Second Harbour Crossing, Auckland

Second Harbour Crossing, Auckland

Second Harbour Crossing is the name given to the proposed second transport link over the Waitemata Harbour in Auckland, New Zealand. The second link would supplement the Auckland Harbour Bridge which is nearly at capacity and also provide more redundancy and added public transport linkages between Auckland City and North Shore City.

Discussed since shortly after the Auckland Harbour Bridge was first built (and quickly reached capacity before being widened), the proposed crossing has by now (2008) been narrowed down from around 160 alignment options to a multi-tunnel link somewhat east of the existing bridge. However no funding has been approved so far, and the project is estimated to be a decade or more away even if it should be approved and fast-tracked.


Even with the clip-on section and the traffic management in place, the Harbour Bridge is experiencing severe congestion during rush hours, which will only get worse as North Shore City grows and Auckland City becomes more densely settled. Therefore, there is growing pressure for another harbour crossing. Many have also noted that such reliance on a single asset (which might experience failure via an earthquake or other disaster) is not in the interests of either Auckland or New Zealand.Fact|date=July 2007

However, a 2007 study by the Auckland Regional Council has shown that peak hour traffic volumes are actually down compared to early 1990s. The morning peak (from 7 am - 9 am) has dipped from 17,048 vehicles inbound (towards Auckland City) in 1991 to 16,032 vehicles in 2006 (though the opposing traffic did climb from 5,872 to 10,555 vehicles). At the same time, the afternoon peak (from 4 pm - 6 pm) has fallen from 17,092 vehicles outbound to 16,759 (though again, the opposing traffic rose substantially, from 6,944 to 10,991). This is generally attributed to travel demand management and to drivers avoiding peak hours, and has raised some doubts about whether a second crossing is actually necessary." [ Traffic Decline casts shadow on $3b tunnel] " - "The New Zealand Herald", Wednesday 11 July 2007]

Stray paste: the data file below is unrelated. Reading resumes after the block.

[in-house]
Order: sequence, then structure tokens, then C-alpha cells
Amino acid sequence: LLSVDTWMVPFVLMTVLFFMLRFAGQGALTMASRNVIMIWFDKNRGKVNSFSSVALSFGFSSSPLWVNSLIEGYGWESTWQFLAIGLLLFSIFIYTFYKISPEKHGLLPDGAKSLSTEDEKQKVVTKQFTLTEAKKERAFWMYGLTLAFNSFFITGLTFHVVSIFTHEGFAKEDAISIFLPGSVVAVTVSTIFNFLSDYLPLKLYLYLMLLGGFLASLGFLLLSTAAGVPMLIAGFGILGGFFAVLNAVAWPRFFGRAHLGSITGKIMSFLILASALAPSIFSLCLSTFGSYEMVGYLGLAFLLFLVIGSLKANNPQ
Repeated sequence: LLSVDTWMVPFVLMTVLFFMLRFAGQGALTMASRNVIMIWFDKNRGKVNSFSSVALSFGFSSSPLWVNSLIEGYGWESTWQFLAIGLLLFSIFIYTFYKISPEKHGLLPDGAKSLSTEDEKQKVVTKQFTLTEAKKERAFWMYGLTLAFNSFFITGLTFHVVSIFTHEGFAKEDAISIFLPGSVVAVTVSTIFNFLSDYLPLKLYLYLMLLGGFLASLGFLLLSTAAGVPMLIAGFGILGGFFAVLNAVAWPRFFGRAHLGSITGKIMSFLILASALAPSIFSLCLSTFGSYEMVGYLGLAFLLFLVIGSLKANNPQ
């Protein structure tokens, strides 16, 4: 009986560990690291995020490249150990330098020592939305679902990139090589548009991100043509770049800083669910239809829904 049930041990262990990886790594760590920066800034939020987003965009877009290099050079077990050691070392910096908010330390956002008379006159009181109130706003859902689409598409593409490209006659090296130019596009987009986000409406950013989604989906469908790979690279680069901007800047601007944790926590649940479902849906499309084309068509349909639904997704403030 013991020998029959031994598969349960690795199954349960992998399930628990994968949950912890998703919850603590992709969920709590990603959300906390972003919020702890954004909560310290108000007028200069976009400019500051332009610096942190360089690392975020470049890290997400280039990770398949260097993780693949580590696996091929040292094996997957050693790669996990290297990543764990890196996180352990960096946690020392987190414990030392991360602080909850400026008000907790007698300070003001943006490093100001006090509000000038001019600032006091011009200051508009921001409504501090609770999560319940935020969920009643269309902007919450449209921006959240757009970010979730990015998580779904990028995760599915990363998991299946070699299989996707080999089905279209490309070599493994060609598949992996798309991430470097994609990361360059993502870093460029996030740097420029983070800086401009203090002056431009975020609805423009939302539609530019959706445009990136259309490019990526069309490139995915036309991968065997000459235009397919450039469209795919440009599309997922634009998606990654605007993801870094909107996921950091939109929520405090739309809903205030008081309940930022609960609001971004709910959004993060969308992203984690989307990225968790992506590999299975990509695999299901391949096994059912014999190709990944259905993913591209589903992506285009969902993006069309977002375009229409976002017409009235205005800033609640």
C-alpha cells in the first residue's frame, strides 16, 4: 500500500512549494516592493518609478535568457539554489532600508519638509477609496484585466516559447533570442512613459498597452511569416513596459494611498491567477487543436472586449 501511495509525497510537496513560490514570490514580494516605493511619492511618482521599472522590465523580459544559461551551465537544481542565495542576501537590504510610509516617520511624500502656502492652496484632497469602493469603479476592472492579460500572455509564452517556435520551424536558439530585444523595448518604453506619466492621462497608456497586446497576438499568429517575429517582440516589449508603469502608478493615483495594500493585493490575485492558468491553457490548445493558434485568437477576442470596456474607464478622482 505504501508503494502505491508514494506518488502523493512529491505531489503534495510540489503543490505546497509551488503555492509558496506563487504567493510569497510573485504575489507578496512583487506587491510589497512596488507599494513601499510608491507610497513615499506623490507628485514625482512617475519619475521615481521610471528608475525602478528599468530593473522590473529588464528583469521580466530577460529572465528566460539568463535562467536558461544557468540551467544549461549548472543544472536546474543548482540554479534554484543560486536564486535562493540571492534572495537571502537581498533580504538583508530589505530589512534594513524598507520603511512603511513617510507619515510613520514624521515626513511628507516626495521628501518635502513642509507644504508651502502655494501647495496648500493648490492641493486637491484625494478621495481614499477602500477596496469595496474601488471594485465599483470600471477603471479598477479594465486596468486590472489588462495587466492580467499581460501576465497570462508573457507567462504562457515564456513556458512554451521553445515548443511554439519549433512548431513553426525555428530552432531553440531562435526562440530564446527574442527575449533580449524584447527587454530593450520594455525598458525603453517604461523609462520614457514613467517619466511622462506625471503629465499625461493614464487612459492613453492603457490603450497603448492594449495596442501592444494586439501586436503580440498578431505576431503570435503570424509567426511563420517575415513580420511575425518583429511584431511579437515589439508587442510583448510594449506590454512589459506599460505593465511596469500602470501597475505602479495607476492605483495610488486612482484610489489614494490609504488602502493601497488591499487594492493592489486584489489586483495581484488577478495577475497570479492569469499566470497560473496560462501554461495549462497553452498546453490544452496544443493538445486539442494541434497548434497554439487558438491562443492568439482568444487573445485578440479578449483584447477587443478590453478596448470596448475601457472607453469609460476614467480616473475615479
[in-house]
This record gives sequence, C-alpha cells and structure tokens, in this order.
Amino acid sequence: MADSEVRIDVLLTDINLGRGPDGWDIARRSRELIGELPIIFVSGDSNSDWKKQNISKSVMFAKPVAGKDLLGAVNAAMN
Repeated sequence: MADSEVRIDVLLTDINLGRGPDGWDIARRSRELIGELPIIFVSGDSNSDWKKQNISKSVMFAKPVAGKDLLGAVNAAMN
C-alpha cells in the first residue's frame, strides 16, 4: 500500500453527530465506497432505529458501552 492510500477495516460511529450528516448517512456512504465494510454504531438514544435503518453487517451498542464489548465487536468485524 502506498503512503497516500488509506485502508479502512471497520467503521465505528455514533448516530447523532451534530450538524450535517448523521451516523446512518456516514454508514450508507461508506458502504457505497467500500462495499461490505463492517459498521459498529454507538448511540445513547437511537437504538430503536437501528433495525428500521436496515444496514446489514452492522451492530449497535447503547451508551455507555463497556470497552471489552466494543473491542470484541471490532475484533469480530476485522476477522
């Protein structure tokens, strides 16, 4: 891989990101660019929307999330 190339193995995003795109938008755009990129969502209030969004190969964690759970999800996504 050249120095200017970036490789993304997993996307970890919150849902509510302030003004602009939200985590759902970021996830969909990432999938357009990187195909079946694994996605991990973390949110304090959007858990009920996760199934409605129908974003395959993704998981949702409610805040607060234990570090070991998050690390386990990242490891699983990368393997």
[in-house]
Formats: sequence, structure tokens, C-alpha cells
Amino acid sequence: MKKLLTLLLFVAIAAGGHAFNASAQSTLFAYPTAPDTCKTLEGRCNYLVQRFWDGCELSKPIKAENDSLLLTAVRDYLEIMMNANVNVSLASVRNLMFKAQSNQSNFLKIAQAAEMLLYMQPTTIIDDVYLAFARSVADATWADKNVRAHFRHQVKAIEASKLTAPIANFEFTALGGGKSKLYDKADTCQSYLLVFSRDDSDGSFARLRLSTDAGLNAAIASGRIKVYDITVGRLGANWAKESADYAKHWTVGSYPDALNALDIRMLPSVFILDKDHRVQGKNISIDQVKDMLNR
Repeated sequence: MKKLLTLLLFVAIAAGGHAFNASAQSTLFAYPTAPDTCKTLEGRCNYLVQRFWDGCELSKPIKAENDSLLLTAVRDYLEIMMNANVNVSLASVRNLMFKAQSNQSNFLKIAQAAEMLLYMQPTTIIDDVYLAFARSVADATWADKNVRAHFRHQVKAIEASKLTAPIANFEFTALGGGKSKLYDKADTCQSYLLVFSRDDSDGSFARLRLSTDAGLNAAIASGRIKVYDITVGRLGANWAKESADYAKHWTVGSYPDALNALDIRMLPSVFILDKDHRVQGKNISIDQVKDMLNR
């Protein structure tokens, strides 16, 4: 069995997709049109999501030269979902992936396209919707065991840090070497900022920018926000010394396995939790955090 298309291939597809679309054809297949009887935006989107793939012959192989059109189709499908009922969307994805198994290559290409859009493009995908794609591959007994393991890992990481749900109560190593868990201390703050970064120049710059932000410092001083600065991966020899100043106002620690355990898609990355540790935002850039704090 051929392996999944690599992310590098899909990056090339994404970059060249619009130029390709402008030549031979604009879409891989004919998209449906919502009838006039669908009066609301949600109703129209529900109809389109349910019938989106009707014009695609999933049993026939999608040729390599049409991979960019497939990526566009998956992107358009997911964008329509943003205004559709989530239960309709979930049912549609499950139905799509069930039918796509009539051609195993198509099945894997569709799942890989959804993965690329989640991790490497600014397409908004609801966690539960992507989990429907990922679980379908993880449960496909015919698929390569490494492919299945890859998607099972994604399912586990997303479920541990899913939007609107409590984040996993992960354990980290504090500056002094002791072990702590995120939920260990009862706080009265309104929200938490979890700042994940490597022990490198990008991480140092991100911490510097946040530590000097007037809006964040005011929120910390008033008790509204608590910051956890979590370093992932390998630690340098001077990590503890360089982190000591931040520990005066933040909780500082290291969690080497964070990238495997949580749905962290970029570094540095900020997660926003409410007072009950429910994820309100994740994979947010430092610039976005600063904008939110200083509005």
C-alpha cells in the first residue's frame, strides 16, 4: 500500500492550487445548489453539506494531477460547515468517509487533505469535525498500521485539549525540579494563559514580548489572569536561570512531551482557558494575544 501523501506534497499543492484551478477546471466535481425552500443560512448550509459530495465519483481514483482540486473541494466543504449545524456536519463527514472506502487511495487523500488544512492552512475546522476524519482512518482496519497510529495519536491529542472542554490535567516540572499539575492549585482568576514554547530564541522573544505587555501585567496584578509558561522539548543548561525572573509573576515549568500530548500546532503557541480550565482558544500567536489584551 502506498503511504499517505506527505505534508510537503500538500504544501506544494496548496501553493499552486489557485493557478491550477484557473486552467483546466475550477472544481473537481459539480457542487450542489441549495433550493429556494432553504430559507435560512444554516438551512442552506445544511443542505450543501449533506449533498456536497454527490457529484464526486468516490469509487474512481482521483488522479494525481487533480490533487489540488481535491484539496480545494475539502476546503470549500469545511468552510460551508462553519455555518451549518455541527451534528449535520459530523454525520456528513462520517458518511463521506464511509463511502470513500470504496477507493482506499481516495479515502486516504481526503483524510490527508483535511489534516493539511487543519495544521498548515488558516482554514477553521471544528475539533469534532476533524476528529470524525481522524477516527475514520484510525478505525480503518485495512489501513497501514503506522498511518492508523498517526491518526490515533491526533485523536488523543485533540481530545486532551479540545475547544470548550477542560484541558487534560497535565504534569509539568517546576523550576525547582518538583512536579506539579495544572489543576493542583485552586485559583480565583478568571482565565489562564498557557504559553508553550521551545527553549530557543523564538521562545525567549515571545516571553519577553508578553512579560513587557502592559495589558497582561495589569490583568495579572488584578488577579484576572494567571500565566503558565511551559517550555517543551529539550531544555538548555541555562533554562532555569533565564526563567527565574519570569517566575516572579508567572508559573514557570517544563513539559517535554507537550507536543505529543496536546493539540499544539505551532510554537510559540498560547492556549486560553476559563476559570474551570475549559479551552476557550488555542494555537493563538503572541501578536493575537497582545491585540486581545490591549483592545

Several projects either side of the bridge are also currently (2007) underway or planned to ensure that the motorway capacity on both sides matches that of the peak time capacity of the bridge (a factor which is considered by some to be more of a bottleneck than the bridge capacity itself), and to enhance the attractiveness of public transport. These include the upgrade to the Central Motorway Junction, the Harbour Bridge to City Tunnel (Victoria Park Tunnel) (which will increase capacity between the Central Motorway Junction and the bridge by 50%)Fact|date=July 2007 and the Northern Busway (which will provide a bypass parallel to the Northern motorway as it approaches the bridge). The future timing of an additional harbour crossing may also be delayed by the completion of the Western Ring Road (a combination of upgraded and new motorway skirting the western edge of the harbour and suburbs), which will provide some relief for traffic travelling between the North Shore City and West Auckland. This route is expected to be completed by 2020 at the latest.Fact|date=July 2007